Don't be Silent about Period Pain
In the 12 November edition of the the Journal of Pediatric and Adolescent Gynecology, Dr Mike Armour, a clinical advisory committee member for Endometriosis Australia, published a study that surveyed 4,202 adolescent and young Australian women aged 13 to 25 about menstrual health literacy and menstrual management. The survey found that the majority of women surveyed did not seek medical help for their menstrual pain, but self-medicated with over-the-counter medication such as ibuprofen. Despite having period pain, the majority of women surveyed thought their pain was normal.1
It is safe to assume that the above-quoted percentages are not unique to Australia. Considering that 10-20% of women in the US suffer from endometriosis, it is staggering that the majority of them won’t seek medical help with their pain. There are a number of possible reasons for this.
5 ways to get involved
Doctors have dismissed their pain in the past
As anyone with endometriosis will tell you, doctors aren’t particularly understanding of the pain we experienced. The majority of us have been dismissed by our doctors for our complaints at one point or another. If a doctor dismisses you, it’s only natural to seek help elsewhere.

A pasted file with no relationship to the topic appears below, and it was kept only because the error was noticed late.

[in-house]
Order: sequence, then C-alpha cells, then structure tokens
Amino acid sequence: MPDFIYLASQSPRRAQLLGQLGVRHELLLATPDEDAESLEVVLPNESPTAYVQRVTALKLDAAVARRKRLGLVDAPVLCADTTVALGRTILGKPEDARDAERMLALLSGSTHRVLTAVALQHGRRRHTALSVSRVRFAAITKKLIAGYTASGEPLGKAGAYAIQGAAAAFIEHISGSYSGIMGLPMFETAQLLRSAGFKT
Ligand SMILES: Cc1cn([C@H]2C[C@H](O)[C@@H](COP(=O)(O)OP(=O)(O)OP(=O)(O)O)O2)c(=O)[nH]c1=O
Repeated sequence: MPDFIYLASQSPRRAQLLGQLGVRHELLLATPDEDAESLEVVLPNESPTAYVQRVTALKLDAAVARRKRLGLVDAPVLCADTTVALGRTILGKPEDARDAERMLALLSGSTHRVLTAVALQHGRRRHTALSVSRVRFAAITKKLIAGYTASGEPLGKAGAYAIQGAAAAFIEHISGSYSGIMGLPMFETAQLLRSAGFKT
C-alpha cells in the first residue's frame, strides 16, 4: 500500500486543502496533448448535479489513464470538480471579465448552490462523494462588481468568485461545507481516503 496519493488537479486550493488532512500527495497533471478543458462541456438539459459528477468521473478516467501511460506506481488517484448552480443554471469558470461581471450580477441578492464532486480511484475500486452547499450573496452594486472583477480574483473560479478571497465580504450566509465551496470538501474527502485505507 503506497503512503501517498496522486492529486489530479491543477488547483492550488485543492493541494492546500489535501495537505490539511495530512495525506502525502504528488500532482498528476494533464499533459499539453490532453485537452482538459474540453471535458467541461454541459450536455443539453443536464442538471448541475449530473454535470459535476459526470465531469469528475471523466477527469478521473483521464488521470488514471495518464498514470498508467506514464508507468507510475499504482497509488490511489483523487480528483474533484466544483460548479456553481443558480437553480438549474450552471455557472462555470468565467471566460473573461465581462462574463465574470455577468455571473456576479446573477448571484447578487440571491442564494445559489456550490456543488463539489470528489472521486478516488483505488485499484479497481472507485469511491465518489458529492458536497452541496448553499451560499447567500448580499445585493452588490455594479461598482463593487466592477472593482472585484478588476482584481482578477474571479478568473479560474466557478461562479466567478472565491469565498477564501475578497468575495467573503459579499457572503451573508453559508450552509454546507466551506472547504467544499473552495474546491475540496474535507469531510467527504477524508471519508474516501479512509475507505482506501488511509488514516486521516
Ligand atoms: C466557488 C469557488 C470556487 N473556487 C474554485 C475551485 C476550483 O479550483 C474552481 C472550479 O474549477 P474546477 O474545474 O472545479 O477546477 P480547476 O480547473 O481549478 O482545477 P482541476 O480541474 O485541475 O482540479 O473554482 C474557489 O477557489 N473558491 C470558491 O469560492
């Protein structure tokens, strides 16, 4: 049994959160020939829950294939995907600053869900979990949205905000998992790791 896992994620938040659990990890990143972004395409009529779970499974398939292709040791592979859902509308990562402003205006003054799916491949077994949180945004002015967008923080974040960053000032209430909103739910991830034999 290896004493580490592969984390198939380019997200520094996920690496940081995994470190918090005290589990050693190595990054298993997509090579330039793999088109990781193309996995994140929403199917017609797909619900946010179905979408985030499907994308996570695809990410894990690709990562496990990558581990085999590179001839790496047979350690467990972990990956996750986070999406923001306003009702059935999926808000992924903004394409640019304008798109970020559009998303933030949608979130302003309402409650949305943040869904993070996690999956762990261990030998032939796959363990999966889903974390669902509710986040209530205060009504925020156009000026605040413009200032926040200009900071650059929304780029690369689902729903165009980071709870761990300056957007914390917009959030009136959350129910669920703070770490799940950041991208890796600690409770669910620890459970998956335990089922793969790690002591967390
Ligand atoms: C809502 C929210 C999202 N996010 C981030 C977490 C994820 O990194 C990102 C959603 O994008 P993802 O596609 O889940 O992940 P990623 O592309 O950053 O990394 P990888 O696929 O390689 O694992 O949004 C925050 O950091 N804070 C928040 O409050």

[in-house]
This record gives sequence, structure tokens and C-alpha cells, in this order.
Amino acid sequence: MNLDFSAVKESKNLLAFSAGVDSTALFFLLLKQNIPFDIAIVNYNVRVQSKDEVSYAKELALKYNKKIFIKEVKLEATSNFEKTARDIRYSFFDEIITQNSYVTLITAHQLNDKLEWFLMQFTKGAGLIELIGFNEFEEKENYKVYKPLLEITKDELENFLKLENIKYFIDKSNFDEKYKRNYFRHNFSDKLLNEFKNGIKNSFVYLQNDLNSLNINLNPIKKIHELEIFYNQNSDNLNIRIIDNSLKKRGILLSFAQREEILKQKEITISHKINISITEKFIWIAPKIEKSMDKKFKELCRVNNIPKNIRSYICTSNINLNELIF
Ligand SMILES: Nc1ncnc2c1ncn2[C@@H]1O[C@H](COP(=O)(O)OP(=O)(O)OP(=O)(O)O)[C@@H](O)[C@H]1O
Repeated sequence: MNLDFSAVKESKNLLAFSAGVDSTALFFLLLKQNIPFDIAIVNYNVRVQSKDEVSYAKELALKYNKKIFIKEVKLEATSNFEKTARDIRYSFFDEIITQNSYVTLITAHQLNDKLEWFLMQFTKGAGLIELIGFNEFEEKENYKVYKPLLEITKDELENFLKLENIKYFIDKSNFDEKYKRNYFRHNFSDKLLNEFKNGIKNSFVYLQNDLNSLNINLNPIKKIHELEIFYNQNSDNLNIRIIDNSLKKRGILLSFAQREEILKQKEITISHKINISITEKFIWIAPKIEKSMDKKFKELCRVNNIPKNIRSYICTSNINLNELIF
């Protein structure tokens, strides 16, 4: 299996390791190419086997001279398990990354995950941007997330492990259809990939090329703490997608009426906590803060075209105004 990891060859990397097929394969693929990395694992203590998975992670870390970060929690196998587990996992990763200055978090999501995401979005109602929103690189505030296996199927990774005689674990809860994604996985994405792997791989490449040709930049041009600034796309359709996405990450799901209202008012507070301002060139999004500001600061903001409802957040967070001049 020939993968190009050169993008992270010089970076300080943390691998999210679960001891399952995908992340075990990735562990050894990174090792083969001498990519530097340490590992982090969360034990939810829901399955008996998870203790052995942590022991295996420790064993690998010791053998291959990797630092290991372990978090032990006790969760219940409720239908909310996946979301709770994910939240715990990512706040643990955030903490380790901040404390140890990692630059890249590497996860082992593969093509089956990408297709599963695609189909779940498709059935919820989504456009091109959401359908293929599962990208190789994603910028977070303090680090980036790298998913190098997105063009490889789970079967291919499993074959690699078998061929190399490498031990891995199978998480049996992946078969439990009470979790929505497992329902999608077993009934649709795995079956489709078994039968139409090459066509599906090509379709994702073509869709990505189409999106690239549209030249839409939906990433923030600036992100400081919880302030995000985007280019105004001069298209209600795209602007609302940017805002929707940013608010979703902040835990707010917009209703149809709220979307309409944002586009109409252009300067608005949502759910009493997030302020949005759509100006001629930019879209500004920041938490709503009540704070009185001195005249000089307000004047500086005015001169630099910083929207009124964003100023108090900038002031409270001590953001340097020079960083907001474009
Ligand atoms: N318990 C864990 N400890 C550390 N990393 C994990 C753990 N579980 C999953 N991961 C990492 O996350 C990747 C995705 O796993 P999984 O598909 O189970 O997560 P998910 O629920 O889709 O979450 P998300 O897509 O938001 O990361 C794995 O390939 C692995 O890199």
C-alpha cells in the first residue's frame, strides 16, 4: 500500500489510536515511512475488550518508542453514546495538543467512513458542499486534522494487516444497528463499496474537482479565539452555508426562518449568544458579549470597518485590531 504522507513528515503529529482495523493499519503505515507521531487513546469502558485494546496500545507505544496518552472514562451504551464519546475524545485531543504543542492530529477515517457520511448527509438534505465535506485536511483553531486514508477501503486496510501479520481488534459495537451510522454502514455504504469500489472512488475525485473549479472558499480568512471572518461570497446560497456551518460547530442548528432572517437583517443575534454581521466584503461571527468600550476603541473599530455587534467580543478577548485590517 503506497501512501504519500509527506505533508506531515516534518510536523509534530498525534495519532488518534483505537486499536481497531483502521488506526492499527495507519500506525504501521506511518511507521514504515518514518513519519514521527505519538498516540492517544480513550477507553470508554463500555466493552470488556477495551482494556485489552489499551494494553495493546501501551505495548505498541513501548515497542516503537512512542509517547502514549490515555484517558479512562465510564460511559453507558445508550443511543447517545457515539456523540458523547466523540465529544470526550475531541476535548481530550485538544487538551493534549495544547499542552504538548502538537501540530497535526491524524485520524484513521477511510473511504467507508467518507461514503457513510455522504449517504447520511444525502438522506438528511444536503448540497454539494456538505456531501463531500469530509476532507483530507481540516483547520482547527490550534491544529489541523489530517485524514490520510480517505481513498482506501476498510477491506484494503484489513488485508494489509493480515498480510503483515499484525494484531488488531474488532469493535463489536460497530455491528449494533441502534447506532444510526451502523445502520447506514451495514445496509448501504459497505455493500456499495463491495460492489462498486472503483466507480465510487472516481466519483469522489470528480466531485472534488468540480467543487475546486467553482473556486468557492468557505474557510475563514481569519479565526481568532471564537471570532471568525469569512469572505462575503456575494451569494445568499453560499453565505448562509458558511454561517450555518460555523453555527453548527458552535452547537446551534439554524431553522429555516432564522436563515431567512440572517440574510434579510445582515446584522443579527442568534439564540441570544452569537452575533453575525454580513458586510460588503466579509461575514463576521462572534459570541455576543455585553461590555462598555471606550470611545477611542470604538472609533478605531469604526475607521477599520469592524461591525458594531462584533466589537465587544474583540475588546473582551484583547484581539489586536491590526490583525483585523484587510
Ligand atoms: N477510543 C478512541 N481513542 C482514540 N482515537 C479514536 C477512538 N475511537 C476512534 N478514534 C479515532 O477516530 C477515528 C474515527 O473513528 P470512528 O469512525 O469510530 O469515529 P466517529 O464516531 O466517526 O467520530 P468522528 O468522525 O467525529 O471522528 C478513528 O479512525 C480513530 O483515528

Women don’t know what level of pain is “normal”
There is a shocking lack of menstrual education. Combine that with the aura of taboo that hangs over anything to do with menstruation and it’s no wonder young women have no frame of reference when it comes to period pain. If you don’t know your level of pain is abnormal, you’re not likely to seek medical help.
Women don’t have enough information about endometriosis
This ties in with point 2 above. Young women receive a deplorably low level of education about menstruation. Hardly ever are women’s issues, such as endometriosis, included in sex education. Without information on endometriosis, it’s harder for young women to find a doctor to treat their pain.
We cannot allow this to continue. Young women shouldn’t be left to their own devices when it comes to period pain. I’m grateful that organizations such as Endometriosis.net exist to spread awareness of this disease. I really wish that things would have improved since I had my first period thirty years ago, but I am hopeful that the tide is turning.
Don't be silent about period pain
If you’re a young woman struggling with painful periods, don’t try to self-medicate. While over-the-counter medications are great for minor pains, they won’t help enough for endometriosis pain. Be loud. Arm yourself with knowledge and demand to be taken seriously. Change doctors if your pain is dismissed and never stop being your own advocate.
There should be no reason for women to suffer pain needlessly. If enough of us make a noise about our pain, maybe the medical profession will be forced to sit up and take note. We shouldn’t have to make do with our own self-medication, whether it includes actual medication, or yoga, meditation or diet change. Those are all valid treatments for period pain, but when you have endometriosis, you need a lot more than that. And you deserve it. So go make a noise!
Do you know someone that has made a difference with endometriosis advocacy?